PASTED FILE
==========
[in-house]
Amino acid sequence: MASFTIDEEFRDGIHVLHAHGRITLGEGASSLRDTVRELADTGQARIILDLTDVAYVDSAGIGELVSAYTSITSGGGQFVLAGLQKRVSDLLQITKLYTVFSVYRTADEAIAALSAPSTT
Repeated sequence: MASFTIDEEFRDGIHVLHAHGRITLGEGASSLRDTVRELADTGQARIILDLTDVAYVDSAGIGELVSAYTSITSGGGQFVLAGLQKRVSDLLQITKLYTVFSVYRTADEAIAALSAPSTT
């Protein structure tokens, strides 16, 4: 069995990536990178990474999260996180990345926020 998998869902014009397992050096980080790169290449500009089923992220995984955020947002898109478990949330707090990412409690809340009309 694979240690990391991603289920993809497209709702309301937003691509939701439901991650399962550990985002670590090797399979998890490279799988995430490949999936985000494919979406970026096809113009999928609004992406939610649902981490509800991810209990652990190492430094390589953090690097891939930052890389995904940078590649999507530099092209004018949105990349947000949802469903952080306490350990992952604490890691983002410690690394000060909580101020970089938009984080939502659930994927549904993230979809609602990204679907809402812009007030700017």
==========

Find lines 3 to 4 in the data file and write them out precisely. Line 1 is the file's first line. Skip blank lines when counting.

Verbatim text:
Repeated sequence: MASFTIDEEFRDGIHVLHAHGRITLGEGASSLRDTVRELADTGQARIILDLTDVAYVDSAGIGELVSAYTSITSGGGQFVLAGLQKRVSDLLQITKLYTVFSVYRTADEAIAALSAPSTT
């Protein structure tokens, strides 16, 4: 069995990536990178990474999260996180990345926020 998998869902014009397992050096980080790169290449500009089923992220995984955020947002898109478990949330707090990412409690809340009309 694979240690990391991603289920993809497209709702309301937003691509939701439901991650399962550990985002670590090797399979998890490279799988995430490949999936985000494919979406970026096809113009999928609004992406939610649902981490509800991810209990652990190492430094390589953090690097891939930052890389995904940078590649999507530099092209004018949105990349947000949802469903952080306490350990992952604490890691983002410690690394000060909580101020970089938009984080939502659930994927549904993230979809609602990204679907809402812009007030700017």